When economies shrink and poverty rates increase, political systems shudder. And we’re already seeing that in some countries.
As we emerge from the pandemic’s grip, we’re beginning to see just how the coronavirus reshaped the world. That picture was troubling enough before Russia threw a punch that pushed the world backwards.
Dimon was speaking about the US economy, referring to the impact of the Federal Reserve’s efforts to smother soaring inflation. But the economic reverberations of the twin crises — the pandemic and the Ukraine war — are sending shockwaves across the entire planet.
When people experience extreme economic pain, they often demand change. And it looks like change is coming. Colombians are on edge.
Similar dramas are playing out across the globe. Each country is different, and every situation includes multiple factors. But what is undeniable is that the impact of the coronavirus pandemic is lingering in ways much more significant than our exhausted debates over whether or not to wear masks or gather indoors with friends.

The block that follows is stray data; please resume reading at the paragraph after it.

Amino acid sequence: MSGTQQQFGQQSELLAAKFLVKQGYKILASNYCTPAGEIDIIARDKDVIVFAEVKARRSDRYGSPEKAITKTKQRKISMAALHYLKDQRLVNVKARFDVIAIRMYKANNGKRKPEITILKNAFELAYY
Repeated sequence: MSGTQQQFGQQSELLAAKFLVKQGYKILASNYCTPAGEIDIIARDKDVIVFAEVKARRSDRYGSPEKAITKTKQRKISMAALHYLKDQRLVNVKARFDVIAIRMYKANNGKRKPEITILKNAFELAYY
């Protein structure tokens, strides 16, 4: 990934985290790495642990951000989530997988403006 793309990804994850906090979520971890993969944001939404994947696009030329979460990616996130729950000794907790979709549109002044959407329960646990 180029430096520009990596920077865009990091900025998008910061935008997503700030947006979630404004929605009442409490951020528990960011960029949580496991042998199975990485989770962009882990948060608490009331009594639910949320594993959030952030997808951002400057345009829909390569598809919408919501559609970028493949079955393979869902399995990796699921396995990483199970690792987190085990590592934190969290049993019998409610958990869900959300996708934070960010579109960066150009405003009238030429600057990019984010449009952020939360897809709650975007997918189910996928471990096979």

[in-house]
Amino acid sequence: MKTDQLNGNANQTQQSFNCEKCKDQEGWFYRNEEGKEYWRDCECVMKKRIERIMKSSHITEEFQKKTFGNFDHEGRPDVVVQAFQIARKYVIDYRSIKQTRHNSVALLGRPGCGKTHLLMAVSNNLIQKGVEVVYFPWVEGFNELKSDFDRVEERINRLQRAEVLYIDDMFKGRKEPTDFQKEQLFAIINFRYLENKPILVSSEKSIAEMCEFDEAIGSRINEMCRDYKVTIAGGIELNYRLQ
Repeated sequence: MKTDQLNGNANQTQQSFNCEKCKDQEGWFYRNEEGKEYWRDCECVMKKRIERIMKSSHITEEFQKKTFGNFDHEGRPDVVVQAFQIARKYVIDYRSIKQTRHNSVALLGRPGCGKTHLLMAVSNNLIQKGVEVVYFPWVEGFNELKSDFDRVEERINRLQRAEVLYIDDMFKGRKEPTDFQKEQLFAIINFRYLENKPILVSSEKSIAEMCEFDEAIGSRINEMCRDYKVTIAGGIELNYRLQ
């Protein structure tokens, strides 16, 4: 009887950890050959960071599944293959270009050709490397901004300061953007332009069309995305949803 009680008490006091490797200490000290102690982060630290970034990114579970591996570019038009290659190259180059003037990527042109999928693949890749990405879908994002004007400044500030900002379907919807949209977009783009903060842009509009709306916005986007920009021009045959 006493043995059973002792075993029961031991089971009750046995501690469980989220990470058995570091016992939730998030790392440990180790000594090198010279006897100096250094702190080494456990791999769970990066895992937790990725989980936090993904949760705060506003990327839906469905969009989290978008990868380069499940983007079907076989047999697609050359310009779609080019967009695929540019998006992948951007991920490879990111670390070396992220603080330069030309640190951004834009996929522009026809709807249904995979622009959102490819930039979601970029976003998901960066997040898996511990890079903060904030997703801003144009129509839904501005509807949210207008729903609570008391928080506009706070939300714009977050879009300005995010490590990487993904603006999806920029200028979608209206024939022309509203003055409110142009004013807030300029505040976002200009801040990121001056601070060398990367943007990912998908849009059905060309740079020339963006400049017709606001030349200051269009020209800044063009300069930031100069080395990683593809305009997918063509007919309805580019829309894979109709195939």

The pandemic has dealt a massive blow to the world beyond the millions of lives it has already taken. And then, just when the world was trying to ease supply chain bottlenecks, stabilize labor markets and restore oil production to pre-pandemic levels, Putin’s war reversed much of the progress.
Europe should also work to boost Ukrainian exports by rail, even if that would not make up for seaborne routes.
As we learned in recent years, the problems in one country don’t stay within its borders. Humanitarian reasons alone justify assistance to prevent famine, but self-interest is also at play.
Poverty and hunger drive great migrations and produce political instability. And that, in the face of an approaching economic hurricane, could make an already-difficult situation even more perilous.